People living in areas with high income inequality have worse health outcomes than people living in areas where income is more evenly distributed, a New York Times Upshot column reports, based on a new study from the University of Wisconsin Population Health Institute.
But researchers investigating the social determinants of health have long noted that income inequality is just one of many socioeconomic status (SES) variables that contributes to disparities in health outcomes. Differences in education, outright poverty and—often overlooked—differences in social status also play a major role in determining who gets to live longer, healthier lives in any society.
Dr. Michael Marmot, the British dean of SES research, made that point during a visit to Modern Healthcare's offices in 2013. In an interview with reporter Andis Robeznieks, the author of the famous British civil servants study (known as the Whitehall study) noted that differences in health outcomes could be found at every level of the income scale.
“All the way, from top to bottom, the lower you were, the higher the mortality, the higher the morbidity and the shorter the length of life,” he said. “This means that if we want to reduce inequalities in health, we have to act not only on the poor health of the poor, but on the whole of society to reduce inequalities in health.”
Since publication of his original research in 1991, U.S. researchers have echoed that finding by noting it would take far more than income redistribution to reduce the differences in health outcomes between social groups, races or social classes. “Not only do those in poverty have poorer health than those in more favored circumstances, but those at the highest level enjoy better health than do those just below,” wrote (PDF) a University of California, San Francisco-led group in 1994.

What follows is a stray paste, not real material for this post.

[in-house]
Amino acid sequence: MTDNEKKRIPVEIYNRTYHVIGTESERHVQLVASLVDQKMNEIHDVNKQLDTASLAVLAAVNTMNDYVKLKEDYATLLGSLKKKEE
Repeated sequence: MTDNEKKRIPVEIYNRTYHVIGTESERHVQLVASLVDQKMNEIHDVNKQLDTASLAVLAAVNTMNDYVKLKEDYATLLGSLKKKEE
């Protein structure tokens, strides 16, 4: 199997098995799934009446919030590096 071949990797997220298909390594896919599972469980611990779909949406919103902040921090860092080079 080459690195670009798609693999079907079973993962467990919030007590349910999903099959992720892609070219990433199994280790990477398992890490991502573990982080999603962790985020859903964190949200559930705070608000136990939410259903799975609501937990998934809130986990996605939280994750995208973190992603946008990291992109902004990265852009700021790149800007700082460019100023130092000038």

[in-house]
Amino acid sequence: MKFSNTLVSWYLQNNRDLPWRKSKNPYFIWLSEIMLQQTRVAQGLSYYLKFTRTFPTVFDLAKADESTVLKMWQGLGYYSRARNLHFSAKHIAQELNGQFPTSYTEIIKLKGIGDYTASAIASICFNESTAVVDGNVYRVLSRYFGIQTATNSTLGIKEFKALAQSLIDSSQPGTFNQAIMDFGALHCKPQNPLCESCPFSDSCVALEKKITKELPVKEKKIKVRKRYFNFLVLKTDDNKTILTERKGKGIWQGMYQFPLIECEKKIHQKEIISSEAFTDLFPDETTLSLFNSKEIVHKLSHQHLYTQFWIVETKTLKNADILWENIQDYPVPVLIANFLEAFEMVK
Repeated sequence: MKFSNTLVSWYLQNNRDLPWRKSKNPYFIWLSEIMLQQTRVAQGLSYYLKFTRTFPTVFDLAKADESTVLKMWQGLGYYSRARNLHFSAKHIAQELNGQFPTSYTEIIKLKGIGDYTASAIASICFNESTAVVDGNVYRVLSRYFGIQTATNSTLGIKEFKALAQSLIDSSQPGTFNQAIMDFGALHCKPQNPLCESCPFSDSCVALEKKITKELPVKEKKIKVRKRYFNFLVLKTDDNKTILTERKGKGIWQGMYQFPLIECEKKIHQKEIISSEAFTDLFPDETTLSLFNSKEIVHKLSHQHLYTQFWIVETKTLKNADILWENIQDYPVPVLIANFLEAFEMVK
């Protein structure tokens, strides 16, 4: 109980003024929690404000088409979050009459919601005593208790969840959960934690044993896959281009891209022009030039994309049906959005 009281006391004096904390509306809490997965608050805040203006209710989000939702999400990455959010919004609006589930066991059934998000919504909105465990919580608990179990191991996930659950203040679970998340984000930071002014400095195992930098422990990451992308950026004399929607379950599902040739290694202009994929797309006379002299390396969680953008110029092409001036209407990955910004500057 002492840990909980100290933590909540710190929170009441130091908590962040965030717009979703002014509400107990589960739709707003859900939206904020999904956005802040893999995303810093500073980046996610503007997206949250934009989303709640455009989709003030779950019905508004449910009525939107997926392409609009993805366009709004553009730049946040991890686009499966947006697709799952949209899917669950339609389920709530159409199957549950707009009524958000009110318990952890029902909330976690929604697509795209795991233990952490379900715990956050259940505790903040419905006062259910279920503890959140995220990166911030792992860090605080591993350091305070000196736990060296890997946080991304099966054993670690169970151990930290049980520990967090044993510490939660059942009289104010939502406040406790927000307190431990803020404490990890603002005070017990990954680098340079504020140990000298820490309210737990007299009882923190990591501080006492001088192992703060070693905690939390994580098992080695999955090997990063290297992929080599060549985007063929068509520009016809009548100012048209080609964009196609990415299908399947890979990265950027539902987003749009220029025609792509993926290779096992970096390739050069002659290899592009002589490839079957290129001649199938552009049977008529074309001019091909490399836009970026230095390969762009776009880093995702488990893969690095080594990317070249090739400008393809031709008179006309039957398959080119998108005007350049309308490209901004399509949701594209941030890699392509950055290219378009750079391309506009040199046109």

Another group, also out of UCSF, wrote in the Journal of the American Medical Association (PDF) in 2005 that a wide range of variables could be shown to contribute to negative health outcomes: disparities in education, housing, race or ethnicity, childhood experiences and, of course, income.
The Times Upshot column concludes with the observation that the Affordable Care Act serves as a major form of income distribution, since most of its benefits flow to those largely in the lower portion of the income distribution. That should help reduce barriers to healthcare access, which disproportionately affect racial and ethnic minorities in the U.S.
But will better access to healthcare services reduce disparities in population health outcomes? Hopefully, it will. But if Dr. Marmot's Whitehall study and subsequent research is correct, it will take a broader assault on all the factors that contribute to unequal socioeconomic status to achieve more equal health outcomes.